SPIDERWEB is a versatile, modular “Dual Mode” Structural System with unusual behavioral properties.
Inspired both by nature and the holistic philosophy of R. Buckminster Fuller, singular “SPIDER-modules” are assembled to create “WEB-structures” with very high strength/weight ratio.
The unique design of the “Dual Mode Structure” can flex in one direction, while being perfectly rigid in the other direction: the “SPIDERWEB Chair” has spring-like properties on the seat-surface for added user comfort, while providing firm back support.
Using the same system, the “SPIDERWEB Table” provides rigid support of objects placed on top.
This “open-ended" system-design lends itself to the creation of an infinite variety of functional and decorative objects, as well as environmental installations, even load-bearing walls & columns for larger scale architectural applications... limited only by one's curiosity and imagination.
©Jozeph Forakis, 2010
all rights reserved
Advanced Concept Research
The near future of wall air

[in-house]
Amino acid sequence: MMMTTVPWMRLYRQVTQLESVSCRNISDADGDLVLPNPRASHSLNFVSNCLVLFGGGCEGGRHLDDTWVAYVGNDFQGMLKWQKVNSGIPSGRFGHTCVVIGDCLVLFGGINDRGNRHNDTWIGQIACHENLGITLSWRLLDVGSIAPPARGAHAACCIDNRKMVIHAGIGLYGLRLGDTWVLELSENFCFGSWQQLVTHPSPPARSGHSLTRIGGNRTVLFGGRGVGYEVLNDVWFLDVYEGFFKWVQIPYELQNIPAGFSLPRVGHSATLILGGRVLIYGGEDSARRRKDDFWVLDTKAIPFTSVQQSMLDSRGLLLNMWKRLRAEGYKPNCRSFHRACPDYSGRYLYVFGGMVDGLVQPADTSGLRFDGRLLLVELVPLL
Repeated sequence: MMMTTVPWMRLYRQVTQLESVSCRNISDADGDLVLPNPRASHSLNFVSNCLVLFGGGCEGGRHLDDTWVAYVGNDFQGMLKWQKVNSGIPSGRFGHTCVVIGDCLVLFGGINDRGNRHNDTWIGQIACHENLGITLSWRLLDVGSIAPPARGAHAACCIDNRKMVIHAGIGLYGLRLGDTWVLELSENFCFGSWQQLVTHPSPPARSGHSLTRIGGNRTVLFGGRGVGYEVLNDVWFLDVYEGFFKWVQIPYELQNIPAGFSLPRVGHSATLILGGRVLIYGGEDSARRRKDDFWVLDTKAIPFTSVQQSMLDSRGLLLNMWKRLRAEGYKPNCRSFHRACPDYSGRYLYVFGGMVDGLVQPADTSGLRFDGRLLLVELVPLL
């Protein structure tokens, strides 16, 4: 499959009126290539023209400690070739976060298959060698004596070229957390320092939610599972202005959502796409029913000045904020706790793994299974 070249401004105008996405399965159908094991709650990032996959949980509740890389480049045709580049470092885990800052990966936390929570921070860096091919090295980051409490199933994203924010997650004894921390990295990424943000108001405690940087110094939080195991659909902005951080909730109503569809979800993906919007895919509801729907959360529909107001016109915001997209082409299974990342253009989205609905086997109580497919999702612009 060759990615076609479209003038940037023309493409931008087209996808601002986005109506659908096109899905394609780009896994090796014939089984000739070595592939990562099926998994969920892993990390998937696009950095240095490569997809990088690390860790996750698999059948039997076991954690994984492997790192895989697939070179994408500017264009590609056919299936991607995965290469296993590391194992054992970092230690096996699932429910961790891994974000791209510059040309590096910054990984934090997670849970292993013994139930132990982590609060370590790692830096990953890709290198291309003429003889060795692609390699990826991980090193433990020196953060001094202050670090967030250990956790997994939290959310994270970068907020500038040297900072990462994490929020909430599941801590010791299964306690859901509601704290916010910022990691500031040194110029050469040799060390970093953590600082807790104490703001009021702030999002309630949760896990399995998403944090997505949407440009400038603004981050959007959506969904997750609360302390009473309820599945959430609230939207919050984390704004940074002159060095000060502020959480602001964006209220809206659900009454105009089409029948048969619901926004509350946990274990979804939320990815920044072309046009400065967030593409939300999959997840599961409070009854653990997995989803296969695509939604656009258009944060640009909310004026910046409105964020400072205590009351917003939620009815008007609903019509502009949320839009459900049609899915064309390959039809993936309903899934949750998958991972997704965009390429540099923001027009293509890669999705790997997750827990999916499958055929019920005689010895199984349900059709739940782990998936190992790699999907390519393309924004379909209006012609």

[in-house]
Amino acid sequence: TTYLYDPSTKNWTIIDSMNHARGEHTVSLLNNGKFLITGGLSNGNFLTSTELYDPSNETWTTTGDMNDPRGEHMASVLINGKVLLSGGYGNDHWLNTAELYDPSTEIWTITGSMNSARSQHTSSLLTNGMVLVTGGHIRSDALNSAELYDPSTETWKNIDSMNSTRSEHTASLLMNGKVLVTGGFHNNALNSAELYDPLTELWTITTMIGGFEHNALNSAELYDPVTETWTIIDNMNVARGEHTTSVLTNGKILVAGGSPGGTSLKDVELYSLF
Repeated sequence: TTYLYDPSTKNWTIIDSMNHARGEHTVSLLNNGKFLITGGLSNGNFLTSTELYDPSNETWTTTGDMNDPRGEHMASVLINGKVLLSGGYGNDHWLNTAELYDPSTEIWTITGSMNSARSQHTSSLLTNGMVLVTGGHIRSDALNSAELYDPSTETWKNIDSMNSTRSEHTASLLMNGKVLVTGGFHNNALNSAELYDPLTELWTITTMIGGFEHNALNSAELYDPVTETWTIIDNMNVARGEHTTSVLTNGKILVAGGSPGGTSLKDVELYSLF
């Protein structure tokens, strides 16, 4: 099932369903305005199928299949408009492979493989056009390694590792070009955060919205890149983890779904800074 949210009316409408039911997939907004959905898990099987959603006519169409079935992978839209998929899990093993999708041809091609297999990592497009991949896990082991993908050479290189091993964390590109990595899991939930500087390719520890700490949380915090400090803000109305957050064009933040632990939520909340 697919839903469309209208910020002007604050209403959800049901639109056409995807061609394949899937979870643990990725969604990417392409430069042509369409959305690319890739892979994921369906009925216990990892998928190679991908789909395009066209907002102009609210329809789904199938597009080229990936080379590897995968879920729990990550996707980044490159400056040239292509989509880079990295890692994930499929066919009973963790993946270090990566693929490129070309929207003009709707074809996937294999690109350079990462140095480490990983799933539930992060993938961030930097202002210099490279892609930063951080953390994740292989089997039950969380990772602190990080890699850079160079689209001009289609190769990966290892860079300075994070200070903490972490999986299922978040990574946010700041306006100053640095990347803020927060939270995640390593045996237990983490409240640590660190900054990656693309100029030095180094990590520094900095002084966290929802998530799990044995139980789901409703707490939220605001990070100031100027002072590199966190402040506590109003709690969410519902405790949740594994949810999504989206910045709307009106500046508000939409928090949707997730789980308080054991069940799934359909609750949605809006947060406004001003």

Technical research; new materials;
New usage scenarios & design concepts.
with Jim Hannon-Tan, Roki Hy
Originally presented to the public at CeBIT in 2001, "New Life Forms" is a collection of 6 video user scenarios examining new ideas for Service & Product Design for the future of wireless mobile communication. Utilizing strategic design thinking led by the Consumer Experience Design Group of Motorola with a multidisciplinary team of talented people from Advanced R&D Engineering, Strategic Marketing, Industrial Design, Interaction Design and Design Planning. With a deliberate emphasis on wearable technology, each video represents a series of entirely new business & service propositions as well as innovative hardware, software and interaction design concepts utilizing wireless broadband intelligent networks (3G, 4G)
Motorola Wearability Design Team:
Jozeph Forakis, Robert Gelick, Matthias Richter, Lorna Ross, Marco Susani, Roberto Tagliabue
Paolo is the owner of the corner bar where I get my morning caffe’. He’s always full of energy and ready with a quick joke and a smile. You never have to ask him what you want: as soon as you walk in – sometimes even before – you can be sure your regular is under the espresso machine. For years mine was Caffe’ Lungo Macchiato: served in the normal small espresso cup, it’s left under the spout a bit more time than a normal espresso, and then hit with a dollop of steamed milk.
(long coffee with a “stain” of steamed milk), meaning a longer version of the normal Espresso Corto (short). I had always found it interesting how Italians named their caffe’ according to it’s physical or geometric properites.